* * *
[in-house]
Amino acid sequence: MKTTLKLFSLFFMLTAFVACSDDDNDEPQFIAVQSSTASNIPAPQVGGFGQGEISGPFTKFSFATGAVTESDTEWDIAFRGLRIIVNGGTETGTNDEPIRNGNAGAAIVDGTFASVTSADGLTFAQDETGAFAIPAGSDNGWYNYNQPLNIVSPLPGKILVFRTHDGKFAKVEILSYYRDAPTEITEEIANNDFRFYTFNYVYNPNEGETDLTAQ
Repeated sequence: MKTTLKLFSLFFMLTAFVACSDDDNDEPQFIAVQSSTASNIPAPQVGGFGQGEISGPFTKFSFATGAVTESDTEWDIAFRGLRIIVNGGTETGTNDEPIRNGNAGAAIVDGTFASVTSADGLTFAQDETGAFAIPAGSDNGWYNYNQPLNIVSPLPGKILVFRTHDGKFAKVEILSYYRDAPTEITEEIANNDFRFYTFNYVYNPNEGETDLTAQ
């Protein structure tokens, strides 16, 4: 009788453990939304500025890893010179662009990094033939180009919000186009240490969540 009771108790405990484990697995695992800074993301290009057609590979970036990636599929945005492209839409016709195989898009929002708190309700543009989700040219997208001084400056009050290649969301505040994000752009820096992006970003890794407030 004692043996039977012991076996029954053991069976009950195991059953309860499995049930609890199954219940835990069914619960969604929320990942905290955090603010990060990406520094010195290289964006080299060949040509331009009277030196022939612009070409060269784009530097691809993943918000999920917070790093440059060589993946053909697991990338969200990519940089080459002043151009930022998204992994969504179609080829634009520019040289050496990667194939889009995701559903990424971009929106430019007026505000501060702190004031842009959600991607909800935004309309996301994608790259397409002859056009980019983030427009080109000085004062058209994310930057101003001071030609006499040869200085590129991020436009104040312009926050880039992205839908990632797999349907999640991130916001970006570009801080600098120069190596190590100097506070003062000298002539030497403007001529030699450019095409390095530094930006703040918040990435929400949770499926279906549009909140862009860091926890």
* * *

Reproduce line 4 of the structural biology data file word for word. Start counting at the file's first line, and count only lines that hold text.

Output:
């Protein structure tokens, strides 16, 4: 009788453990939304500025890893010179662009990094033939180009919000186009240490969540 009771108790405990484990697995695992800074993301290009057609590979970036990636599929945005492209839409016709195989898009929002708190309700543009989700040219997208001084400056009050290649969301505040994000752009820096992006970003890794407030 004692043996039977012991076996029954053991069976009950195991059953309860499995049930609890199954219940835990069914619960969604929320990942905290955090603010990060990406520094010195290289964006080299060949040509331009009277030196022939612009070409060269784009530097691809993943918000999920917070790093440059060589993946053909697991990338969200990519940089080459002043151009930022998204992994969504179609080829634009520019040289050496990667194939889009995701559903990424971009929106430019007026505000501060702190004031842009959600991607909800935004309309996301994608790259397409002859056009980019983030427009080109000085004062058209994310930057101003001071030609006499040869200085590129991020436009104040312009926050880039992205839908990632797999349907999640991130916001970006570009801080600098120069190596190590100097506070003062000298002539030497403007001529030699450019095409390095530094930006703040918040990435929400949770499926279906549009909140862009860091926890």